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    Ivanhoe Mines continues to expand high-grade gold mineralization in Myanmar

    SINGAPORE, Dec. 3 /PRNewswire/ - Ivanhoe Mines' Chairman Robert Friedland and Executive Vice-President, Exploration, Douglas Kirwin announced today that underground exploration at the Modi Taung gold project from July to the end of November has demonstrated persistence in grade and continuity along the northwesterly strike and the down-dip extension of this bonanza-grade gold discovery.

    The Modi Taung Project is situated approximately 150 kilometres southeast of Mandalay, in central Myanmar.

    Since discovering the gold vein system at Modi Taung in late-2000, Ivanhoe has explored the project with a series of trenches, adits and crosscuts.Gold contained within the veins occurs as free gold, in vughs and associated with pyrite. During the recently-ended monsoon season, Ivanhoe focused its exploration efforts on the development of adits to provide underground access to the mineralized veins.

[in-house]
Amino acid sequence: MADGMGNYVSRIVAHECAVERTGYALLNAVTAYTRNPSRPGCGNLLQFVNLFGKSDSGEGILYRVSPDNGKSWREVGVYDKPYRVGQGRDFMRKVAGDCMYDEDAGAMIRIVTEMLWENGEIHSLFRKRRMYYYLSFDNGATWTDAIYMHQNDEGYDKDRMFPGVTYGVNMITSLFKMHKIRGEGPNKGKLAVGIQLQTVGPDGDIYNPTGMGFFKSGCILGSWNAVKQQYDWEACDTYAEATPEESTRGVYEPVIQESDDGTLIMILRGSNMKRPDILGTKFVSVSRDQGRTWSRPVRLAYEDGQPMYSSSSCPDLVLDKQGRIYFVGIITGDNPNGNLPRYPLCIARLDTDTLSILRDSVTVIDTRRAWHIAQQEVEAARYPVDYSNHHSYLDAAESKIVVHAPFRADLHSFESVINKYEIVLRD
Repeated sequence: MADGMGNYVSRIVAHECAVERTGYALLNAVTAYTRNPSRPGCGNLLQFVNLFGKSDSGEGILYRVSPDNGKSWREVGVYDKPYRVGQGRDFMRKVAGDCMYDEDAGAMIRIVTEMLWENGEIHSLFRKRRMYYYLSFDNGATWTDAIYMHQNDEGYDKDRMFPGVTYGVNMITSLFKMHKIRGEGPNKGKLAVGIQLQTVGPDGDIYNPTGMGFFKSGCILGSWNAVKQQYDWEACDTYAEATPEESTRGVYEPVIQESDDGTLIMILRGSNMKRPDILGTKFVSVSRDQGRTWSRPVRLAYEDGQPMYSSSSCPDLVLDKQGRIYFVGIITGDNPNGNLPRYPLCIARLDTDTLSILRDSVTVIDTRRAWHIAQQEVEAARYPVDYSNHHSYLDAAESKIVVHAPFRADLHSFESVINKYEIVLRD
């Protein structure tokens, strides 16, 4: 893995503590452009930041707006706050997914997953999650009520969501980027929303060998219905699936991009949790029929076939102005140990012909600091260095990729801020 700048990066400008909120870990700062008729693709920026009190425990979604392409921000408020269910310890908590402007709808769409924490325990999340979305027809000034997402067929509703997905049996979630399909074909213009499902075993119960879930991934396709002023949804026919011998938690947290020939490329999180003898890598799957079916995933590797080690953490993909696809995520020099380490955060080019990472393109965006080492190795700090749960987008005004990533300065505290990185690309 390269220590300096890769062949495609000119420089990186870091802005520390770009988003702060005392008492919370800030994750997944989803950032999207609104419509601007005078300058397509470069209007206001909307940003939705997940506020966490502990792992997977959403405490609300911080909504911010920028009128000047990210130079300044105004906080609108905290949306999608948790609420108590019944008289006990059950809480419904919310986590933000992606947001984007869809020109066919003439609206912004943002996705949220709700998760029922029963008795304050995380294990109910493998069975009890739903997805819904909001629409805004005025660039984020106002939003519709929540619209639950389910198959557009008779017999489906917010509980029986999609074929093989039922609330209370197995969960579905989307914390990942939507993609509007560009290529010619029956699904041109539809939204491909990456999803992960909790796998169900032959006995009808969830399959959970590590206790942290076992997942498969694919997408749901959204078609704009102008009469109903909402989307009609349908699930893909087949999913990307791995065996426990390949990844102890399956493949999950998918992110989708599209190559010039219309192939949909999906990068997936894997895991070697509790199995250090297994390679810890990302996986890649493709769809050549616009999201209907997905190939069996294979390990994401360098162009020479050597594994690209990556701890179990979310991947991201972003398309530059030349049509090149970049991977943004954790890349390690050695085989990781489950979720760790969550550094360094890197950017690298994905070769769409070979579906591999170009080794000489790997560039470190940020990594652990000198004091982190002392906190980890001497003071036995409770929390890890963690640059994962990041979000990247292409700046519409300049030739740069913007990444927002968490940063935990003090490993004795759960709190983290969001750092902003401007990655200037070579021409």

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    Myanmar's Metal Export Rises in First Eight Months

    YANGON, Dec 3, 2001 (Xinhua via COMTEX) -- Myanmar's base metal export rose 16.41 percent in the first eight months of this year, registering 23,400 tons compared with the same period of 2000, according to the latest official Economic Indicators.

    Meanwhile, the country increased import of base metal manufactures in the period, buying in 169.96 million U.S. dollars'worth of them, 19.13 percent more than the corresponding period of 2000, said the indicators. Myanmar annually exports 19,460 tons of base metal and ores, while importing 255 million dollars of such manufactures.